Scorecards and dashboards merely measure the symptoms and outcomes of a problem, whereas fleet managers should really be concerned with finding the root cause of accidents. Instead of fixating on specific events, such as hard breaking or unsafe lane changes, fleets must instead seek to figure out the root cause of a problem. In many cases, this could be something as simple as a lack of sleep. Data mining cannot address physiological problems.

The true solution lies in method two, which draws upon predictive analytics to gather a large sample of data and find patterns in it. Once a pattern is isolated, active truck drivers can be measured against the predictive patterns. Here is how that is done.

Predictive Analytics

It is possible to identify risk using predictive analytics. The entire point of predictive analytics is to identify truck drivers who may be at risk for having a severe accident. This way the fleet manager can intervene. An effective predictive model will use data such as prior employment, number of trips, loaded miles, and empty miles to determine an appropriate level of risk, per truck driver.

Custom data sets can be built using the fleets own systems to make these predictions. Many times, automated fleet management systems can arrange the data with very little input from fleet management. This frees up a lot of time and effort. A comprehensive system will rely on objective HOS data to measure true levels of performance. These models don’t rely on a truck driver’s perception of their condition and alertness. Humans are fallible, and as a result are prone to making the wrong decision when it comes to judging their effectiveness at a particular task.

When a predictive analytics system pulls data from a dedicated application monitoring HOS data, custom-tailored safety messages can be sent to a dashboard monitored by dispatch. An intervention can be staged immediately, with timely remediation of high-risk behaviors happening before a preventable accident occurs.

Many wonder how this data can be used, and if it represents an unfair way to target certain truck drivers. To be clear, predictive analytics is not a “gotcha” solution. Motor carriers use the model to put high-risk truck drivers on a program of remediation. Rather than taking punitive action, they instead take predictive action. The ability to predict and prevent severe accidents can save fleets hundreds of thousands, or even millions, of dollars, not to mention severe death and injury prevented.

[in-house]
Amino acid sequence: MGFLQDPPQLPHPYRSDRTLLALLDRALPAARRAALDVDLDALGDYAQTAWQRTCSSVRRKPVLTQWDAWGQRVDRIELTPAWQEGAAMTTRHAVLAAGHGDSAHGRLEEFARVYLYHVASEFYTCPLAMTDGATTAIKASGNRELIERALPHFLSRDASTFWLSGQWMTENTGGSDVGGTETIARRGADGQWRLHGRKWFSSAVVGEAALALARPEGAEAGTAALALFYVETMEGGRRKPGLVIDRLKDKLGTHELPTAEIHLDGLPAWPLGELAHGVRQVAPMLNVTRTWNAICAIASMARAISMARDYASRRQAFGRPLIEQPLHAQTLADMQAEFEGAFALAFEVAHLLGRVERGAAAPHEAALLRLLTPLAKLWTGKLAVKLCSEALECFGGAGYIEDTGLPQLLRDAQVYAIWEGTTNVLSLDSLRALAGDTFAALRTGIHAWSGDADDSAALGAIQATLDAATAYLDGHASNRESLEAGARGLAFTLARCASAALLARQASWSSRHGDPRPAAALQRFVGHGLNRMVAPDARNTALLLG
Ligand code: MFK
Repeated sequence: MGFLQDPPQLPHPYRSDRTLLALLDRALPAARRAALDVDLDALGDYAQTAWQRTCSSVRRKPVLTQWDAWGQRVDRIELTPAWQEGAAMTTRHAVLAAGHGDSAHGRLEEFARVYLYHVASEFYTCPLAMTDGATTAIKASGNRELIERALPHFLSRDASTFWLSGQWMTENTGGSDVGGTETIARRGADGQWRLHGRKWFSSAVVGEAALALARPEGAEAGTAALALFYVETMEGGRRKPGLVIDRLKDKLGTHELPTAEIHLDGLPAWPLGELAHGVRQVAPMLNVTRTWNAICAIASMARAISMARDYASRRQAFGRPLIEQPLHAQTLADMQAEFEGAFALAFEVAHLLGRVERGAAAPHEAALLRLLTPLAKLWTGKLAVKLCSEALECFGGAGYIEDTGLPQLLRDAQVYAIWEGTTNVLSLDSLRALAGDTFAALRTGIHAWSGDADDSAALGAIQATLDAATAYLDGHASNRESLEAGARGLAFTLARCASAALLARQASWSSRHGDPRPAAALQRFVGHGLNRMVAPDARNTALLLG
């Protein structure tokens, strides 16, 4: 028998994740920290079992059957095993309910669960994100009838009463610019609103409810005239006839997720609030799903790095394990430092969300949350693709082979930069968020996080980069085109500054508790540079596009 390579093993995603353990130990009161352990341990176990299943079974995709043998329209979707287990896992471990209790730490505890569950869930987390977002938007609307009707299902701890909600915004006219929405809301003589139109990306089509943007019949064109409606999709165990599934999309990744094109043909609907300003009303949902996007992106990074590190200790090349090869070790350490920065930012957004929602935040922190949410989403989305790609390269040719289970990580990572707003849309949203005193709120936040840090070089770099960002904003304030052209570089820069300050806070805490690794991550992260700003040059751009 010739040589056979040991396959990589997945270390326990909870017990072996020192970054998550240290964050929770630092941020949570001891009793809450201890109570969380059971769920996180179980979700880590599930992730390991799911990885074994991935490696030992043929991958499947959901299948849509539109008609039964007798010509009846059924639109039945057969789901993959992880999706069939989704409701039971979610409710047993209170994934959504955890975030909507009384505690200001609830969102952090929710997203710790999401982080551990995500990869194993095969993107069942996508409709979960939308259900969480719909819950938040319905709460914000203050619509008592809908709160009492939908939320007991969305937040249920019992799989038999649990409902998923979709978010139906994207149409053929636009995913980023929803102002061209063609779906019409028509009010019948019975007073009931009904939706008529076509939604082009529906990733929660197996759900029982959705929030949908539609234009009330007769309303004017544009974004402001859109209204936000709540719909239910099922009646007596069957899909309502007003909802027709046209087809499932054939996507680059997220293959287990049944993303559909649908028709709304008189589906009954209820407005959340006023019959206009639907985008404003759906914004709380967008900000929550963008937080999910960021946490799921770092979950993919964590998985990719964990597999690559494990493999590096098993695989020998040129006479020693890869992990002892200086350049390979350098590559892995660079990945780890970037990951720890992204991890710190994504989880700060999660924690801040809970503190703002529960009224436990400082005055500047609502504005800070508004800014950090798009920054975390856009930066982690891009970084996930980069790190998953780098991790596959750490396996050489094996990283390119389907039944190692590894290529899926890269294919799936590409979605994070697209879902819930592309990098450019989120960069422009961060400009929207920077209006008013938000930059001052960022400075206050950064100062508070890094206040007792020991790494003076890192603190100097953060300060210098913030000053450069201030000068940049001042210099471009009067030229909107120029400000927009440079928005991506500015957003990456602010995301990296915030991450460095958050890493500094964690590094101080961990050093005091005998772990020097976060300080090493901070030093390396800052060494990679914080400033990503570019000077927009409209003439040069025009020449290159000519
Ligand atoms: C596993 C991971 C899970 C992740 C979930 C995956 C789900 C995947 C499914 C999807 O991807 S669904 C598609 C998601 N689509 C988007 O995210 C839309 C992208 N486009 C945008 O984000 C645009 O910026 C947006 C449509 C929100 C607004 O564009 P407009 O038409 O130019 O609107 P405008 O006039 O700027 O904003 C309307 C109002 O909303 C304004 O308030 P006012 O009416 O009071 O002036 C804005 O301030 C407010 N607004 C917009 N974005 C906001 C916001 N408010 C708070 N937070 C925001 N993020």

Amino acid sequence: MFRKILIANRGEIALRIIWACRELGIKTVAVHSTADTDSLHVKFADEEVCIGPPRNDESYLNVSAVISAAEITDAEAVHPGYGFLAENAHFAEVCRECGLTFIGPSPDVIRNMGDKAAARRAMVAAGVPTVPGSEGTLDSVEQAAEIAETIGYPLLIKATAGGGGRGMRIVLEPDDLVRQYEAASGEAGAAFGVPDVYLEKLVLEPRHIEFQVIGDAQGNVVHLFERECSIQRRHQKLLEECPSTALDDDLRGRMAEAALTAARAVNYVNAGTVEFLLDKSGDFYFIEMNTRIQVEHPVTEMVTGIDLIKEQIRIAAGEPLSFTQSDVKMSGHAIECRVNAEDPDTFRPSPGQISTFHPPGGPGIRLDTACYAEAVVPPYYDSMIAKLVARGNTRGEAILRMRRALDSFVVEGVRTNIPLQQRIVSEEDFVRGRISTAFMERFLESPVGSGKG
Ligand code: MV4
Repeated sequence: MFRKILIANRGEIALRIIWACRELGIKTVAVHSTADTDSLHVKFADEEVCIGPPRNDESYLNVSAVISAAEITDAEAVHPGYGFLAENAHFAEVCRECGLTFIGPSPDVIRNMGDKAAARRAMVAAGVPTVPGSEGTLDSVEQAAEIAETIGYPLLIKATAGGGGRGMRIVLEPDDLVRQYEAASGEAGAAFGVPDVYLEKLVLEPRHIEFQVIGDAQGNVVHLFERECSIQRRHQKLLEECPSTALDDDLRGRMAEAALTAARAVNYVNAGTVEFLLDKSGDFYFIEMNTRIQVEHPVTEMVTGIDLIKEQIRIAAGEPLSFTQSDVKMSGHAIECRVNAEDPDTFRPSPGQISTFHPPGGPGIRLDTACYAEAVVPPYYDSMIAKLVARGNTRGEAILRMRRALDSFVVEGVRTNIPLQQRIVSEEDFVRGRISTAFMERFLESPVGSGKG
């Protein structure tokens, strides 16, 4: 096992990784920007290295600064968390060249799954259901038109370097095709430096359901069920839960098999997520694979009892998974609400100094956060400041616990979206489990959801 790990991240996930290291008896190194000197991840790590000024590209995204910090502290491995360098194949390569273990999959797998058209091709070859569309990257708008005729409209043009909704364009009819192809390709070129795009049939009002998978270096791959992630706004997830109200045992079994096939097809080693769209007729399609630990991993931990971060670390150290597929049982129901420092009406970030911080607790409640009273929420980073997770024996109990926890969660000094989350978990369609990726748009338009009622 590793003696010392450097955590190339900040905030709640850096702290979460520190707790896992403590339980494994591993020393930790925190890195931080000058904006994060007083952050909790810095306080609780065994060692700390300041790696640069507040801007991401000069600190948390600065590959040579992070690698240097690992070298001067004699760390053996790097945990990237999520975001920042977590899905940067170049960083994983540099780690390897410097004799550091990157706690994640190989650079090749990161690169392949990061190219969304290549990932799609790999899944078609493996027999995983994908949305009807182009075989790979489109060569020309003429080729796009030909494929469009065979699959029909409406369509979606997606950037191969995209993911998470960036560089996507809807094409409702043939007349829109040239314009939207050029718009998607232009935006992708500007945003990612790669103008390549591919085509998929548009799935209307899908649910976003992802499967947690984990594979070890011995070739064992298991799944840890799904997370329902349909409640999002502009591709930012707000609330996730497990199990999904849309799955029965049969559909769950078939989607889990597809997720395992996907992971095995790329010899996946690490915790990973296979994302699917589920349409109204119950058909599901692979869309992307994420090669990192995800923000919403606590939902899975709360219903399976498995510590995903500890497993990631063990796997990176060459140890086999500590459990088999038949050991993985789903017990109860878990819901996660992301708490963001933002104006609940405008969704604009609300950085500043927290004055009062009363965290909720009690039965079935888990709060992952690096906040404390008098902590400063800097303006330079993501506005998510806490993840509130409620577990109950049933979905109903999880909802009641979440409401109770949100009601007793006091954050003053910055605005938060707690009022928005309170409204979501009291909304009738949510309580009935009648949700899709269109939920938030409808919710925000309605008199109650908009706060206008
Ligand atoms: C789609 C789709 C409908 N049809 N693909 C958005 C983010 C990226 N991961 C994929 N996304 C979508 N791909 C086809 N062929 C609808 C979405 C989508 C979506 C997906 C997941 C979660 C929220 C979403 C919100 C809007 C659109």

Why Fatigue Prevention is So Important

The fact is, every fleet should have policies, training, and procedures in place to prevent accidents. Whether it be through continuous sleep education, truck driver coaching, or other methods, acting is key to ensuring safe operation while your truck drivers are out on the road. With fatigue and sleep deprivation being the number one cause of accidents involving large commercial motor vehicles, your fleet should be doing everything possible to mitigate the problem.

If your predictive analytics system has isolated truck drivers that may be at risk of a severe accident due to sleep deprivation or fatigue, you need to know what interventions work and what don’t. Consider sleep class as just one example. Truck drivers who don’t attend sleep class:

  • Incur an average accident cost that is 7.2 times higher than those who attend a sleep class.
  • Have twice as many loss of control accidents.
  • Experience five times as many “run-off-road” accidents.

Now compare that to truck drivers who do attend sleep class, where they are:

  • 30% less likely to voluntarily terminate their employment.
  • 6.75 times less likely to have a service failure.

Truck drivers understand how important it is for breaks when it comes to their productivity and safety. Well-rested truck drivers drive better and suffer far less accidents. A sleep education program that includes sleep science education for front-line fleet managers, truck drivers, and even family members, goes a long way to training operators on how to be better rested and improve their sleep quality and quantity. Predictive analytics can help fleets achieve these measures. The most important thing is to take action now, before a severe accident occurs.

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Amanda Buck

I had been following a Raz truck for 3 hours on I 94 during this snap wfall. We felt safe driving behind him. Safe speed unlike some of the other trucks on the interstate. Multuply semis in median, ditch etc. But i just wanted to shout out to him. Thank you for safe driving.